Promoting social development is equally important to DSP 2015. The strategy calls for investment into health, education and social welfare, and improving work environments. Delivering these services requires a leveraging of private sector investments, as is already being done with health and education, and the government is now focused on improving regulation and oversight and streamlining sector planning.

Improvements in security and justice seek to preserve human rights, ensure equal access to the justice system, protect public health and generally secure the safety of all UAE nationals, residents and visitors. DSP 2015 calls for using technology to streamline judicial processes and facilitate an efficient criminal justice system. This also applies to boosting efficiency and transparency. The DED, for example, is testing a faster licensing process whereby businesses can instantly get a 120-day trade licence to start to operate while full licences are processed. Additionally, according to Ahmed Saeed bin Hazeem Al Suwaidi, director-general at Dubai Courts, “Legislation should ensure that investors are clear as to the legal risks they are taking and can therefore assess expected financial returns. That is why it is essential we maintain the highest international standards so that our global efficiency ranking for a legal framework in settling disputes continues to improve.”

The ultimate goal for public sector planning is to link performance and budget targets to results. DSP 2015 calls for better planning to drive innovation and to improve productivity by 4% per year.

REINFORCED STRATEGY: The DED has been put in charge of revising and updating DSP 2015, with a particular focus on reassessing the economic development pillar. Goals of the revised plan will take into account the global investment climate and will outline a more sustainable development path for Dubai. The DED highlights that, “There is an urgent necessity to re-visit the economic pillar of DSP 2015 with the twin objectives of: 1) shielding Dubai from the current [ economic] storm and ensuring that its past achievements are safeguarded; and 2) defining a new, non-inflationary and sustainable growth path that is commensurate with Dubai’s socio-economic imperatives.”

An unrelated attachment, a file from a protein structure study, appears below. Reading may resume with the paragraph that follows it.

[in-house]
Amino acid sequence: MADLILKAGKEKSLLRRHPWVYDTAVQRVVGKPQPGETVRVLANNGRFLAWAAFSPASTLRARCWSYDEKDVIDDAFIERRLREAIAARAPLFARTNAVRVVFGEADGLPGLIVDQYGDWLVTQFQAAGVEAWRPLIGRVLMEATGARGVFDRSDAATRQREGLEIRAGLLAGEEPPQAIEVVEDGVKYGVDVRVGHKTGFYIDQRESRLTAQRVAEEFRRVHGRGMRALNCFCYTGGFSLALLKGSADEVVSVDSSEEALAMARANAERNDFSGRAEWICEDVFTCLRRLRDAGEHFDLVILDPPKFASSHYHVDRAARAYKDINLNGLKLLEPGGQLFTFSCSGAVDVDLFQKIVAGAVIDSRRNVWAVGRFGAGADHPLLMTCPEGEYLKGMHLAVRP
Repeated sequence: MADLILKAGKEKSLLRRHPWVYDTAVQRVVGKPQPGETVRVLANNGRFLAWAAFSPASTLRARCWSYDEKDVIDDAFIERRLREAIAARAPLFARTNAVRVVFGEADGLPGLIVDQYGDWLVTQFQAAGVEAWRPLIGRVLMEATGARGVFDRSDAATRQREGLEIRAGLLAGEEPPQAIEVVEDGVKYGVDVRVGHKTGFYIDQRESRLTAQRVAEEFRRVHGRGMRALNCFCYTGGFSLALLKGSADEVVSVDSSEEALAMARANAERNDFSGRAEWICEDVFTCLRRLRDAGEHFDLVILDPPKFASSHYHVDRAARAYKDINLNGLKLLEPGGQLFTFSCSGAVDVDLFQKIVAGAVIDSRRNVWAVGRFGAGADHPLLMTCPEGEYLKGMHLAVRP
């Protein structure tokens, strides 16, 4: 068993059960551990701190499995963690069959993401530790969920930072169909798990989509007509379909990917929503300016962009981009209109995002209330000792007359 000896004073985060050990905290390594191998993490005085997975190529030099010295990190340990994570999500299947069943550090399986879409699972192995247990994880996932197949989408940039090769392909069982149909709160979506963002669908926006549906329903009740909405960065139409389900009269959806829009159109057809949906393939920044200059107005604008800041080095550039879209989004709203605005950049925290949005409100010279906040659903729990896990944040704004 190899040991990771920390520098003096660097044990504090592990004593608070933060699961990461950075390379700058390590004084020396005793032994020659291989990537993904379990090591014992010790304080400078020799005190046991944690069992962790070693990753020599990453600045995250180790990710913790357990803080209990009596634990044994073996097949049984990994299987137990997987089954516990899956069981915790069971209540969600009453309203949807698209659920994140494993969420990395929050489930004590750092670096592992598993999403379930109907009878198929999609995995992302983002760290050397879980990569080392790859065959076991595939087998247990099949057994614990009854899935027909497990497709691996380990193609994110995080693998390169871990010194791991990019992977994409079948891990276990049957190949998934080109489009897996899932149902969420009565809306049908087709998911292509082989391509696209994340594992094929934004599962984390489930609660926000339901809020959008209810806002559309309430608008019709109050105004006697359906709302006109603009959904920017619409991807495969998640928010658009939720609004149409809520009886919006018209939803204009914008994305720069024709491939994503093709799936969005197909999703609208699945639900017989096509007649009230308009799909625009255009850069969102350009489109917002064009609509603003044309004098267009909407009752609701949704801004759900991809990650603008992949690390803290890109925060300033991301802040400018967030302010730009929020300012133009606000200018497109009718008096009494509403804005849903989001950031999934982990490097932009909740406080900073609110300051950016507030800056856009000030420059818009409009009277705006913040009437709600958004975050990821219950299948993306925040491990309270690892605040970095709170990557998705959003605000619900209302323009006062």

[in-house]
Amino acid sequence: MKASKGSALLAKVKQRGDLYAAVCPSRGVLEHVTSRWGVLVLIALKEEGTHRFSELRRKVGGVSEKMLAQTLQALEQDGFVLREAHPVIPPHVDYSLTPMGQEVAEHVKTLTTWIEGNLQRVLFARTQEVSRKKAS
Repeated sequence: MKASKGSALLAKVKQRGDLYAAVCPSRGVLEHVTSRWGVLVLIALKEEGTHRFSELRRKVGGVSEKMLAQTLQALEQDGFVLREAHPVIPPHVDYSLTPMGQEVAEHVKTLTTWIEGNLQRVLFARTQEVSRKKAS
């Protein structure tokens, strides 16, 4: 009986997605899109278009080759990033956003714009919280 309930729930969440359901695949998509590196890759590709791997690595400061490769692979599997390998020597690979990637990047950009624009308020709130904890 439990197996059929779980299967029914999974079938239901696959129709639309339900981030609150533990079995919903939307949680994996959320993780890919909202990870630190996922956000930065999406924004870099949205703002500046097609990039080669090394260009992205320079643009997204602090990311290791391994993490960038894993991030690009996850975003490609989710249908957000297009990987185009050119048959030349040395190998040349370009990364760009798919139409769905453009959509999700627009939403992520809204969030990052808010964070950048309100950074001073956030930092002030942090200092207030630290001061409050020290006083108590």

The revised plan is being drafted as the 2020 Economic Strategy Plan of Dubai (ESP 2020). The DED is also analysing new avenues for economic growth. Small and medium-sized enterprises (SMEs) are at the top of this list as they form the vast majority of companies located in Dubai, representing 95% of all firms in the UAE. Under ESP 2020, the government is expected to initiate specific programmes to support SMEs, including financing mechanisms to improve access to capital and business development services to help small businesses take products and services to the market. The DED indicates that, “the SME focus will further enable our economy to move from capital- and labour-intensive [products and services] to a more innovation and technology-driven economy underpinned by a high degree of efficiencies and levels of productivity.”

DSP 2015 and its pending update are ambitious. The government has much to do in building systems and processes and implementing reforms that can support the outcomes identified in the plan. Dubai’s greatest asset is a comparatively nimble public sector that can respond to changing circumstances and adopt appropriate policy quickly and efficiently. The past four years have been focused on efforts to address the effects of the financial crisis, and the government can now shift this emphasis to implementing its longer-term vision.